SINGAPORE (Reuters) – Stung by billion-dollar fines for malpractice on their trading floors, the world’s big banks are using ‘fuzzy logic’ tools such as relationship mapping and behavioural analytics to read the minds of would-be cheats among their traders.
On Wednesday six global banks agreed to pay $4.3 billion to settle claims they failed to stop traders from trying to rig foreign exchange markets, which came hot on the heels of similar fines for manipulating benchmark interest rates.
Older systems to catch misconduct, still in use at some firms, pick through conversations for trigger words, but they can be easily circumvented.
“Traders have moved on. They know their communications are being monitored; they are using different channels and new words,” said Richard Moore, head of financial crime and security services at DBS Bank in Singapore.
The latest technology hopes to overcome that via behavioural analytics, using fuzzy logic, which instead of hunting for a smoking gun, builds up an understanding of the relationships and probabilities that might predict transgressions.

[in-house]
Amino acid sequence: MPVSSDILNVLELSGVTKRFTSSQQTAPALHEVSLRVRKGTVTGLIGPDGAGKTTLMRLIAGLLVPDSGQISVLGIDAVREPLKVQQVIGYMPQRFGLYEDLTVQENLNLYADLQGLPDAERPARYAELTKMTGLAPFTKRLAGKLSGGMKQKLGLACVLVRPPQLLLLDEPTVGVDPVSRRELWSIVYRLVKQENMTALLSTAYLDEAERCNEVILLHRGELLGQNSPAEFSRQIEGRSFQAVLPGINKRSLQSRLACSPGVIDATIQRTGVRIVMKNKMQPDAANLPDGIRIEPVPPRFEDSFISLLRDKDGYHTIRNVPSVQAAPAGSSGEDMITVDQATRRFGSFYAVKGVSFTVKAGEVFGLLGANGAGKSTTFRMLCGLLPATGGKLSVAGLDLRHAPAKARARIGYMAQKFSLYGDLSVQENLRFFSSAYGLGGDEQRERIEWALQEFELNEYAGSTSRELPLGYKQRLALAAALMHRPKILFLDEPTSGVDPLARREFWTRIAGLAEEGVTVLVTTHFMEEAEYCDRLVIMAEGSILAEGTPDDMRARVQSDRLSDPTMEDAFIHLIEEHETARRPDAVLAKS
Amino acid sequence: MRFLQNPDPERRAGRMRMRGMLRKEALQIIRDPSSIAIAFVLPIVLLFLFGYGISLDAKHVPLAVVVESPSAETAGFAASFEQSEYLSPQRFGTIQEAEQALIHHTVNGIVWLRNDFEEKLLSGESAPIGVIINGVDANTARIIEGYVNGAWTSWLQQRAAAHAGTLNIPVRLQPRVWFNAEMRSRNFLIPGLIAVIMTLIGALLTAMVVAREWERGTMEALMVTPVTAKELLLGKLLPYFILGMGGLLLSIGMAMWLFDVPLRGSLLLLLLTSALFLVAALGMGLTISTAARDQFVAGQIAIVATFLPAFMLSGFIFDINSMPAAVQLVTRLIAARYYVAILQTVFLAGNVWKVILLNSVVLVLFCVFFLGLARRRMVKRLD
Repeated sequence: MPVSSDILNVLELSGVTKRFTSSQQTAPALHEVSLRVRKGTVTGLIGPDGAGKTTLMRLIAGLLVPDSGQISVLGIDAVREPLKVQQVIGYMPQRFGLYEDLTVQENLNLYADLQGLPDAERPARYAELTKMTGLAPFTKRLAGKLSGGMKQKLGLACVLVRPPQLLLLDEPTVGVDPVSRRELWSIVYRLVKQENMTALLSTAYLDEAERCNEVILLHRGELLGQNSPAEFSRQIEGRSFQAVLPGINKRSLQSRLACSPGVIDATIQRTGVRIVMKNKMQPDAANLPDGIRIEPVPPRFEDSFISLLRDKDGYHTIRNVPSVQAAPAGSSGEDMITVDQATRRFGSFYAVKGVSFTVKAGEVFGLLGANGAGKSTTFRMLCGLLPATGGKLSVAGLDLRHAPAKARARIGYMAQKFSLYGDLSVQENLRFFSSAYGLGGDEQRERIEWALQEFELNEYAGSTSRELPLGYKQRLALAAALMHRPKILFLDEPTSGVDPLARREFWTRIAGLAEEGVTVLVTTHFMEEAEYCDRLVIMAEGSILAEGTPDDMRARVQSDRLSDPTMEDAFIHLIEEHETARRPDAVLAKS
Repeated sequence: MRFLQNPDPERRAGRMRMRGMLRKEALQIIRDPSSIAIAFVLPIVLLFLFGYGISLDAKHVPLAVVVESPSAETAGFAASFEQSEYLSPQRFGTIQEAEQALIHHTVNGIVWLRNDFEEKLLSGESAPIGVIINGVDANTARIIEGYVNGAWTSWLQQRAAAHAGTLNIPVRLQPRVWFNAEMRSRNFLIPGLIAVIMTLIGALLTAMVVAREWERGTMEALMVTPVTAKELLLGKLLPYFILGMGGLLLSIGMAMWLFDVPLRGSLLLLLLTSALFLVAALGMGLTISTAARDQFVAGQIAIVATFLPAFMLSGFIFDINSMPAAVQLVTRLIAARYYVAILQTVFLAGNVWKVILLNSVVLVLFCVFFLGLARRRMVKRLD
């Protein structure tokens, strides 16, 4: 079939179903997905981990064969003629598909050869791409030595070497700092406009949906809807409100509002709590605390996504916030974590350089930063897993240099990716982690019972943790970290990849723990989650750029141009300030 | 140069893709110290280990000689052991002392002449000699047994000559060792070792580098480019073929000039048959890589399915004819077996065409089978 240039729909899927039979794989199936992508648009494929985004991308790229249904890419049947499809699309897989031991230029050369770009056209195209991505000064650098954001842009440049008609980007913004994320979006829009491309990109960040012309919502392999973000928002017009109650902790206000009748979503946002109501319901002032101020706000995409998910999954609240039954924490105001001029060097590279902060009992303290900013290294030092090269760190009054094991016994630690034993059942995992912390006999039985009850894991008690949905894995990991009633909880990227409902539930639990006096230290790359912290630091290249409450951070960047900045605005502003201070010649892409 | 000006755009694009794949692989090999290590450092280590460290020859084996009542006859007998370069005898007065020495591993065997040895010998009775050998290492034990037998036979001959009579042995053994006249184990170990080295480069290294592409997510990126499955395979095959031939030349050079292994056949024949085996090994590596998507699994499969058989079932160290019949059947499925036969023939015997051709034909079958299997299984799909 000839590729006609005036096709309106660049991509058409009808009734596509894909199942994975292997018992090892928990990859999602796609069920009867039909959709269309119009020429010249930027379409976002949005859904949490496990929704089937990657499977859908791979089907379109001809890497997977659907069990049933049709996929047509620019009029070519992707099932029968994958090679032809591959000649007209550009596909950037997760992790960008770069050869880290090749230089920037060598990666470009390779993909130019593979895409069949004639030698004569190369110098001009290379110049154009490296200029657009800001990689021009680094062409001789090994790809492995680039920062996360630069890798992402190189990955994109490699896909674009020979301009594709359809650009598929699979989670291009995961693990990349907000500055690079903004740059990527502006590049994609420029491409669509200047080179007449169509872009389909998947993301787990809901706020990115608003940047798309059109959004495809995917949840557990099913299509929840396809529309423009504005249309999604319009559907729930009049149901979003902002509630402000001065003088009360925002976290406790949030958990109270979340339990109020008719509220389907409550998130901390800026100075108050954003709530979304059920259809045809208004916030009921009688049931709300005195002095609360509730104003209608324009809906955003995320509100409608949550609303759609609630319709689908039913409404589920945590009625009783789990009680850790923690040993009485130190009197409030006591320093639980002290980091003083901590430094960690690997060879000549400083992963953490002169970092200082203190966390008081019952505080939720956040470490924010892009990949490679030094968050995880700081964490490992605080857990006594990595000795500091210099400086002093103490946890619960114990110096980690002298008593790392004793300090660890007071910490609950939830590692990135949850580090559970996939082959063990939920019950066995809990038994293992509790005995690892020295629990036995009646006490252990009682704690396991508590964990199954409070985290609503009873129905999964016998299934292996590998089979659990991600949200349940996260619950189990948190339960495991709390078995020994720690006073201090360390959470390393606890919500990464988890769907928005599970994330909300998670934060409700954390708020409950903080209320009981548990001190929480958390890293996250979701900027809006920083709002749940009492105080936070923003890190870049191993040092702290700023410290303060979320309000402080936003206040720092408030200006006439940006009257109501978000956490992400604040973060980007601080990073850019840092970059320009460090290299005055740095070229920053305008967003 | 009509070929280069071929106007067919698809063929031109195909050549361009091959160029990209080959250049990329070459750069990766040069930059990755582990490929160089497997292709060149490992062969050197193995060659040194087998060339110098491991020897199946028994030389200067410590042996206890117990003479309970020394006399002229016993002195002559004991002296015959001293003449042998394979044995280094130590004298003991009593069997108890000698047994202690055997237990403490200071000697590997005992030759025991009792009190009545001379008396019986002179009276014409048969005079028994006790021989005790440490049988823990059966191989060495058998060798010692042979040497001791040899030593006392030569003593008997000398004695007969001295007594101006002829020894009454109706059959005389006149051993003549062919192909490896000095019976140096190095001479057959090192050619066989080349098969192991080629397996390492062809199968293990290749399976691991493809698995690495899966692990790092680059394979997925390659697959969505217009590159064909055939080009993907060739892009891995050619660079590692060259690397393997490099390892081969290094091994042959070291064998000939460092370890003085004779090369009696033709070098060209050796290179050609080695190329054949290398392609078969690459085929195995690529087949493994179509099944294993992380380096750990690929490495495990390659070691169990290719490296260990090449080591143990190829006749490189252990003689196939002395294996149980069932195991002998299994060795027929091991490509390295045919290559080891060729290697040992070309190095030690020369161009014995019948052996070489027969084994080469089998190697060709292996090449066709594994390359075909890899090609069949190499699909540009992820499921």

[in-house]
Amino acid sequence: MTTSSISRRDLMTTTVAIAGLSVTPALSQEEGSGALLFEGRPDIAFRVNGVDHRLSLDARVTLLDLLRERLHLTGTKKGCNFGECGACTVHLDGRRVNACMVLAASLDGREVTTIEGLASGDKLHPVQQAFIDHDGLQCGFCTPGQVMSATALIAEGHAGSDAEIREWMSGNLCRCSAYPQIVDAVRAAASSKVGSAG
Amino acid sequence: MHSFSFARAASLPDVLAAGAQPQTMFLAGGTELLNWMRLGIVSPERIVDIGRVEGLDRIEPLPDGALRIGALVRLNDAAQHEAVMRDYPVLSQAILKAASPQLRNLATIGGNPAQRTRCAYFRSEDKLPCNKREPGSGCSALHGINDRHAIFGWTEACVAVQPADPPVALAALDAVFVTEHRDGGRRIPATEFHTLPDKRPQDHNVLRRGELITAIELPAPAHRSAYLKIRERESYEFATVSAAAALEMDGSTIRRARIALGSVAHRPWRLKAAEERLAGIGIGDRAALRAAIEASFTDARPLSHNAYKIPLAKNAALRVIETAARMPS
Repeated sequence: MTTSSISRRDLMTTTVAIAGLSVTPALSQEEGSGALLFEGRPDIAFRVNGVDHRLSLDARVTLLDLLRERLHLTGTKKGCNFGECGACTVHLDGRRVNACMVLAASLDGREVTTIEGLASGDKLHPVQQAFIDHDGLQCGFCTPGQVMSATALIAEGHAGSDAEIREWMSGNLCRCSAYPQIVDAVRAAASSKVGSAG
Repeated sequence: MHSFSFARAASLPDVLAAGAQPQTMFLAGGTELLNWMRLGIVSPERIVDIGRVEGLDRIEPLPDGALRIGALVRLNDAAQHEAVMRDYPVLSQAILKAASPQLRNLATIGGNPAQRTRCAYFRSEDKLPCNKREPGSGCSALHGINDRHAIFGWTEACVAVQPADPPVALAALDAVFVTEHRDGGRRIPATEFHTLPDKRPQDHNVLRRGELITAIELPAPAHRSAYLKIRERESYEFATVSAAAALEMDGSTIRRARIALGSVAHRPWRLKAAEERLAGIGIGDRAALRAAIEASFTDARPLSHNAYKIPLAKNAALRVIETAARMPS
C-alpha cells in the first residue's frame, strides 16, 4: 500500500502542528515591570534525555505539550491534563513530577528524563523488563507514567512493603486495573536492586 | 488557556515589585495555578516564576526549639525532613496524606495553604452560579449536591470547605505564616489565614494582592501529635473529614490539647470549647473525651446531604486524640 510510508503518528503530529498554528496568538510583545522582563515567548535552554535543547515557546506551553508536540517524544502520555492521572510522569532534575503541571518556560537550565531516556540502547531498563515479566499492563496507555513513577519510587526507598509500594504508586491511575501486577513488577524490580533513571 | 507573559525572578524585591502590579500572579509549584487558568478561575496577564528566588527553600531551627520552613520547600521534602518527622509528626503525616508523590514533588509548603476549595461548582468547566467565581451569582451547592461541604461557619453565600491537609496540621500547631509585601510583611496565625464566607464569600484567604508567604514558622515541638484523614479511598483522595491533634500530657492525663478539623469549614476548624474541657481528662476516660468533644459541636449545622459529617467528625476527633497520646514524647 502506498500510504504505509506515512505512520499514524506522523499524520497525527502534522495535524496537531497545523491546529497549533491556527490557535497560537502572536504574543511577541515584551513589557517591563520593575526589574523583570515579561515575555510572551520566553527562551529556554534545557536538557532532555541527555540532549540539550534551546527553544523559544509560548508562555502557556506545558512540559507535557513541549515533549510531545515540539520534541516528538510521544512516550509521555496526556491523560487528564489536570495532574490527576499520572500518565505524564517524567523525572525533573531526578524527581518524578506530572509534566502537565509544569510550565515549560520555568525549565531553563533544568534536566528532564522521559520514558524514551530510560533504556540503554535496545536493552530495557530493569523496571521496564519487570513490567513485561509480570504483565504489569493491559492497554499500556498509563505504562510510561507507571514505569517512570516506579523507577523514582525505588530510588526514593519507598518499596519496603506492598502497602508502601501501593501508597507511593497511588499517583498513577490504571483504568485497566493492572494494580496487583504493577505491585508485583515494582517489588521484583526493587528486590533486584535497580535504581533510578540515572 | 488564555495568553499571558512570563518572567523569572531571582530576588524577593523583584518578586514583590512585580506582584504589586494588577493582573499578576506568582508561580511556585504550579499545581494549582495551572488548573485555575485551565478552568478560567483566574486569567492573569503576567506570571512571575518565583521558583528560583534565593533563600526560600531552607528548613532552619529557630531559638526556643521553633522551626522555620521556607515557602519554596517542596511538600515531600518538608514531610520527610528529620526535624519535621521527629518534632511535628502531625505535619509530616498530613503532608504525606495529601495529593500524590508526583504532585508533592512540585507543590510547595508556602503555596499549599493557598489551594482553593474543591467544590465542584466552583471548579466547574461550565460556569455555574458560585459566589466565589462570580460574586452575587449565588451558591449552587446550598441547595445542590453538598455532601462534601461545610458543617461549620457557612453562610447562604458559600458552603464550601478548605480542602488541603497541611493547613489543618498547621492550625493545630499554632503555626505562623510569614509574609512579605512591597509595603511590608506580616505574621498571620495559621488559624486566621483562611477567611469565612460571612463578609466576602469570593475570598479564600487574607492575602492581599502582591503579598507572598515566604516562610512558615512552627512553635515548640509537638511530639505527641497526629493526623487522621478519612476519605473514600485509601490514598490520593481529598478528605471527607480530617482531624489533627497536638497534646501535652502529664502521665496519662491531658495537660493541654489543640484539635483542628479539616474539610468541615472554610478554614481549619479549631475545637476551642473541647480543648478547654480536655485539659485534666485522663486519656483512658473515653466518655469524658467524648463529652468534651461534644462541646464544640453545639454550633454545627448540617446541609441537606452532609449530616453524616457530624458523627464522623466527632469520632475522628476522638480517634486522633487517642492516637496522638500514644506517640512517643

Moore said DBS employs analytics experts in its compliance team and is working on a module to extend their behavioural profiling of ATM transactions and cardholders to chats and emails.
“What we need is the ability to profile behaviour, to know what is normal behaviour and realise when it begins to change,” he said.
A host of surveillance firms have stepped forward with analytics that promise to do that.
Singapore-based TrustSphere specialises in uncovering all the relationships a person has from all digital interactions across an organisation.
Two people colluding in a crime, such as fixing prices or trading confidential information, would need to have a strong relationship, said Manish Goel, founder of TrustSphere, whose clients include financial services firms and governments.
“It’s not what you know, it’s who you know. Once our technology sees a relationship, we have it mapped … even though the actual collusion conversation may happen offline.”